A massive work-from-home (WFH) experiment is underway, ignited by the COVID-19 pandemic. By most measures, the experiment is succeeding. An estimated 56% of jobs can be done from home, and currently are.

Managers are learning to trust that “out of sight” doesn’t mean decreased productivity or lack of focus. While occasionally straining to meet peak bandwidth demands, organizations are reaping a WFH payoff from investments in scalable VPNs or desktop as-a-service from cloud providers like Amazon, Citrix, Microsoft and VMware.

The Future of Work Arrived at Warp Speed

In short, the COVID-19 lockdown has accelerated the future of work into the present. A transition that many expected to unfold over two to three years roared through in just three weeks in March and April 2020. Of the many changes we can expect as people gradually return to the workplace when the lockdown is lifted, two stand out:

  • First, we have real-world proof that for much knowledge work, location truly doesn’t matter. Investments in remote work technology (VPN, virtual desktops, video collaboration) enable companies to comfortably recruit talent in other cities, countries and continents – a particular boon for high-demand skills like full-stack software engineers, data scientists, artificial intelligence experts and the like.
  • Second, the success of WFH during the COVID-19 breakout will accelerate a shift in the employer-employee power dynamic that was already underway. Employees with in-demand skills call the shots. Those who find they like working from home will insist on it. Employers can’t rationally argue against it because we’re seeing that team members don’t need to work in the same physical space to collaborate. 

Coming Out Ahead on the Other Side of the Lockdown

When the pandemic lockdown is lifted, some companies will emerge ahead; others will come out limping, if at all. One factor distinguishing the winners will be their embrace of new talent acquisition and retention practices reflecting the WFH ethos. Ways to prepare now include:

  • Start offering a concierge-like hiring experience to compete with “destination companies” like Amazon and Google. The old drill – a one- to two-month-long process with multiple interviewers saying, “Tell me about a time…” – doesn’t cut it with millennials and their Gen-Z siblings. Instead, test job candidates on the job they’ll perform. For software engineers, schedule a pair day to see their skills in action.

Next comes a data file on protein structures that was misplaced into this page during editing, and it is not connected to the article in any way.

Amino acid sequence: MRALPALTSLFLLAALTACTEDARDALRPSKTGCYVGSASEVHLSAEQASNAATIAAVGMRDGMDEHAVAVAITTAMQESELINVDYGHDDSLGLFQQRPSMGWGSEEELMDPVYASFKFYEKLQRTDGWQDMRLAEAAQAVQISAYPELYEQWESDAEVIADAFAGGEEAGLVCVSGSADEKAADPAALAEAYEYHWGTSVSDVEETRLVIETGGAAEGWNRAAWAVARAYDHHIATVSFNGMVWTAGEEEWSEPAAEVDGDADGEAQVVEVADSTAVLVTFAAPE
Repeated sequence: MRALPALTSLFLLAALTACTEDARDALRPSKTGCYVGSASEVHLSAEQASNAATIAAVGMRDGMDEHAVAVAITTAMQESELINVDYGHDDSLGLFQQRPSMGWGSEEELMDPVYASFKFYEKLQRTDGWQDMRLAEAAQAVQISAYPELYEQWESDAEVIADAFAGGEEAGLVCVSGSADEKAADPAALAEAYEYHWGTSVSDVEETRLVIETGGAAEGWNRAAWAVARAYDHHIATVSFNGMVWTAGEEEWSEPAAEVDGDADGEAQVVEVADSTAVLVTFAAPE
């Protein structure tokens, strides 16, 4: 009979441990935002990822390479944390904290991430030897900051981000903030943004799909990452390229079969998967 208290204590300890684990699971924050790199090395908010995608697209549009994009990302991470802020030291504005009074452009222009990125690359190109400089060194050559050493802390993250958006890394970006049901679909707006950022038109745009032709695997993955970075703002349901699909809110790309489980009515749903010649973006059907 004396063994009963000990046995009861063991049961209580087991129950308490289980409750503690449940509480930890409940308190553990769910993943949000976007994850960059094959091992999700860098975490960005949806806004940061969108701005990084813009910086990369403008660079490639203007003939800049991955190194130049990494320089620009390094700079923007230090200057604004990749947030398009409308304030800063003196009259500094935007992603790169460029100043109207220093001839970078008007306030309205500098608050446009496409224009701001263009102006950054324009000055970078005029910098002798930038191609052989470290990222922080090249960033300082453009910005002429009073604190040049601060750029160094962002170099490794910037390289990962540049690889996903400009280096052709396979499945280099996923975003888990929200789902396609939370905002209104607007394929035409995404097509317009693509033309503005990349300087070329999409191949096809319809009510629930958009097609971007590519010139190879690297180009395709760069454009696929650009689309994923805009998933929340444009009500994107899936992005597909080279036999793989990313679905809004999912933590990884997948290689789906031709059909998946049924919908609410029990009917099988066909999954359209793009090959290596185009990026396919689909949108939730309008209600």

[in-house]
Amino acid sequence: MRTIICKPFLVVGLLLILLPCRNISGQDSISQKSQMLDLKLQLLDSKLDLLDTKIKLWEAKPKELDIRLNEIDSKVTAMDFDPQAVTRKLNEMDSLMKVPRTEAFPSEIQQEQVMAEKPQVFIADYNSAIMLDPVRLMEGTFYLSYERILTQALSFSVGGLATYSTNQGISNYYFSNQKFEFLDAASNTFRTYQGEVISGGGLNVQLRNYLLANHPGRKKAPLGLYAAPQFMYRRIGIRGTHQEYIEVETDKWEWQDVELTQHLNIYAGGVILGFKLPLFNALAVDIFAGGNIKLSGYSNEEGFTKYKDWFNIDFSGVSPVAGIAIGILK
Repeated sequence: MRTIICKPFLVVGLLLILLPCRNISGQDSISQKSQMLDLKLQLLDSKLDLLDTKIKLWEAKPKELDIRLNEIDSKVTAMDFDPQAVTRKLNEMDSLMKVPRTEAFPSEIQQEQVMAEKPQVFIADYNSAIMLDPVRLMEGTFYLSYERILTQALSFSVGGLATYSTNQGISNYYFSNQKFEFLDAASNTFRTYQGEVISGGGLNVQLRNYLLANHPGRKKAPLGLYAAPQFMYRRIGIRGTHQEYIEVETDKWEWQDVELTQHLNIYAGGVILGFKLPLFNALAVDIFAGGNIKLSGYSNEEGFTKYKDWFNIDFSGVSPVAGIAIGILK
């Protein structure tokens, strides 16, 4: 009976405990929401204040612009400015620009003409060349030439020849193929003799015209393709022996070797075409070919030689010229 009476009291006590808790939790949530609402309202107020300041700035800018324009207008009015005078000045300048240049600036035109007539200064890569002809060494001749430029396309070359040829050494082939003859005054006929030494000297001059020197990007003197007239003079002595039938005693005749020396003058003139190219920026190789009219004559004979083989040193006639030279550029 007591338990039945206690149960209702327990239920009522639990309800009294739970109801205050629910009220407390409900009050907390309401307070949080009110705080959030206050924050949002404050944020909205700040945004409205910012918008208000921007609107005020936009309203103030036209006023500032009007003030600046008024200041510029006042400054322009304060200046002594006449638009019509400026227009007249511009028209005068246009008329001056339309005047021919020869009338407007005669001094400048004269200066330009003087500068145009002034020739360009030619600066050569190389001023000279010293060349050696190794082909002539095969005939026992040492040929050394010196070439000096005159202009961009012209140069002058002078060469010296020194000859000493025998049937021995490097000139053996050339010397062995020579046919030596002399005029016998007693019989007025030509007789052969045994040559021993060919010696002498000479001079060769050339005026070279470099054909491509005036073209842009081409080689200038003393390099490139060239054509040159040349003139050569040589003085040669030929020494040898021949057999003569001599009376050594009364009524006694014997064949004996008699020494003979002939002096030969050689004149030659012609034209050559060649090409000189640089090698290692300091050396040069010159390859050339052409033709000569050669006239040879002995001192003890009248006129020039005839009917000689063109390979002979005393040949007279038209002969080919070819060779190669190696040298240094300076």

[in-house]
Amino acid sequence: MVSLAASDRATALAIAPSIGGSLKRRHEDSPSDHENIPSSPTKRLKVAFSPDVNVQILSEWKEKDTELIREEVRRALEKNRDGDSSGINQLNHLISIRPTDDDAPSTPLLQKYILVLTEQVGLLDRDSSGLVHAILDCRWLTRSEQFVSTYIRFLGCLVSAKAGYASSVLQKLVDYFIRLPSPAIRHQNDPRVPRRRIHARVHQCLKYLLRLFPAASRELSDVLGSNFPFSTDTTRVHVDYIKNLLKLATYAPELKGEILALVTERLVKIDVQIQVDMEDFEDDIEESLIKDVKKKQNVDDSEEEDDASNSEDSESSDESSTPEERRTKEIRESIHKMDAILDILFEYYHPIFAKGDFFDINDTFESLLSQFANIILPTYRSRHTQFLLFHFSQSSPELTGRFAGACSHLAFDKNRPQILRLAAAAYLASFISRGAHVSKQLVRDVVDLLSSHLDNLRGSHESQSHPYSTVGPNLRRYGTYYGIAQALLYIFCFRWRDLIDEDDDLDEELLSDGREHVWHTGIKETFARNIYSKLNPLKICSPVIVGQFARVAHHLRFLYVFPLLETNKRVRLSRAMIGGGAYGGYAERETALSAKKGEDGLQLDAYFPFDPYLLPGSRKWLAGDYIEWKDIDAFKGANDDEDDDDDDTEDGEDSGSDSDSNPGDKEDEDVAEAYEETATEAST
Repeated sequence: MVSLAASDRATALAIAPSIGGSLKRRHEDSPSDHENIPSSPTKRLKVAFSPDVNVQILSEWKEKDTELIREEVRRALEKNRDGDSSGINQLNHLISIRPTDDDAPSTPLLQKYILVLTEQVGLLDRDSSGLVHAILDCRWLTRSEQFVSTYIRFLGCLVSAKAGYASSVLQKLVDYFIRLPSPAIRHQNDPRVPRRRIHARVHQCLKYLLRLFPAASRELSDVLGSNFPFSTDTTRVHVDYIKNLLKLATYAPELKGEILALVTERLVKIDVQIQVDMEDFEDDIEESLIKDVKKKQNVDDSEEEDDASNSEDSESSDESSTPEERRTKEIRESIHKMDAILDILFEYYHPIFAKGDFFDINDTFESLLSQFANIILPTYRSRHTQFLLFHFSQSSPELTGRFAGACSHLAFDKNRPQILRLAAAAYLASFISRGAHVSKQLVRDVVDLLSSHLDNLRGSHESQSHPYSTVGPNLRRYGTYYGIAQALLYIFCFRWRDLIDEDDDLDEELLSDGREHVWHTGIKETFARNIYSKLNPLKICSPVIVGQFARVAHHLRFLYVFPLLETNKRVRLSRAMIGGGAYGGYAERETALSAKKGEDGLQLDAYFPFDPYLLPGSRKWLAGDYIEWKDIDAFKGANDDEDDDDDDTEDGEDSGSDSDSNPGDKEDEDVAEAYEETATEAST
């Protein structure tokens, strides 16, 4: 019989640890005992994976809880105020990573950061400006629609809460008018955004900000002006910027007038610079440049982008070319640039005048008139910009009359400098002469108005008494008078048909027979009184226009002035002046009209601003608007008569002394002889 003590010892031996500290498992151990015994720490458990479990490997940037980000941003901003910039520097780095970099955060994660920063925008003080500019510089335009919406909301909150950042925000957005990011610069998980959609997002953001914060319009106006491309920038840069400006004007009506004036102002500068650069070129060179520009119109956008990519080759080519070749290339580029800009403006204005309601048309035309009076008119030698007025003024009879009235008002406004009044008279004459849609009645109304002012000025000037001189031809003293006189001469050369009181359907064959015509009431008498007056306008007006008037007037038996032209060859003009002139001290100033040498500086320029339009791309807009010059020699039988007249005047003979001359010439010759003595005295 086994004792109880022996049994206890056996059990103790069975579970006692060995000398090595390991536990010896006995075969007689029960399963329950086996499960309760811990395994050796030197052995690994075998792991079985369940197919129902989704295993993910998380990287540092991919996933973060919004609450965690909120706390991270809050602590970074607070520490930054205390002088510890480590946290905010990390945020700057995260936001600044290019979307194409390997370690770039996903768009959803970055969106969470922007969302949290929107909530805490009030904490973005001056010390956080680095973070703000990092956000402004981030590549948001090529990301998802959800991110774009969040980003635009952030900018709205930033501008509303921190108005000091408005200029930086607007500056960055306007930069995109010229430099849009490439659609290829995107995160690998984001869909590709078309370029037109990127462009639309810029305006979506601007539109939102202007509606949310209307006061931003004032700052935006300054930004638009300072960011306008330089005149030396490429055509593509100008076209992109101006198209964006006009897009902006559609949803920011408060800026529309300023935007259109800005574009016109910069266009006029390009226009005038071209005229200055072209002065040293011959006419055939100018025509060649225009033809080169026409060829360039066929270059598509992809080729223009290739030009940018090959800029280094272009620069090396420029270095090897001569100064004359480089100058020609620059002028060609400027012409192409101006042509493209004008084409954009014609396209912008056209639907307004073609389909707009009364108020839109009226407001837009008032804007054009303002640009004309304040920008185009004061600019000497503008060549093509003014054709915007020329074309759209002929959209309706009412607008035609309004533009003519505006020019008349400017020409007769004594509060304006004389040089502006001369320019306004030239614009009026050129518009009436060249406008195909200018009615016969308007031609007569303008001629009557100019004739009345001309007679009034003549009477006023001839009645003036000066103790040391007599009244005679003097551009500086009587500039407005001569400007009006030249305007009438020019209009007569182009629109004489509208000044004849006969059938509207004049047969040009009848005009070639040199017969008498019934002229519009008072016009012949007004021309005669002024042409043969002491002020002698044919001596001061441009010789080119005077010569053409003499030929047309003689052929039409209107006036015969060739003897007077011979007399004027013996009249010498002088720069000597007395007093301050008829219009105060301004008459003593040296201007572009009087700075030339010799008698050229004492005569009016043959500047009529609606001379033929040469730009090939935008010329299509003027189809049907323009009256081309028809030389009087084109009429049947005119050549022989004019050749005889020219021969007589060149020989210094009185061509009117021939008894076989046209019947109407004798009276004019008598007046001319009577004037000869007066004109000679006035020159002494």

• Work to retain millennials and Gen-Z employees by giving them a purpose as well as a paycheck. These workers seek out employers that invest in social causes and the health and well-being of the workforce. Be open to temporary employment.
  • Invest in advanced technology for collaboration, DevOps, etc. Top talent looks for employers that offer modern tools that enable them to excel.
  • Reward based on merit, not tenure. In software organizations, this requires application transformation – that is, rewriting aging, monolithic applications understood only by people who have worked with them over 10 to 20 years. Cloud-native architectures built from interlocking microservices are easier to understand and maintain, freeing development teams from depending on one or a few individuals.
  • Flatten the organization to speed up decision-making and ensure employees are heard. Actively solicit ideas from every role.
  • Build relationships with partners that offer a deep bench of talent to supplement your own – which pivot around the cultural elements and processes for collaboration. 

Getting Ready for a Global Workforce

Preparing for a post-COVID-19 workforce – globally distributed, comfortable with WFH – is not simple. The companies that succeed will understand that transformation demands not just a minor tune-up to legacy talent acquisition processes but a major overhaul. Revisit where you look for new employees, how you evaluate candidates and how to make employees feel valued.

Starting now will put you in a stronger position when the lockdown is lifted and you resume innovating in a post-COVID-19 world.

Visit our COVID-19 resources page for additional insights and updates.

Rich McGhee

Rich McGhee

Rich McGhee is Global Technology Lead, responsible for innovation, products and technology strategy within the Digital Engineering Practice at Cognizant. Rich has spent... Read more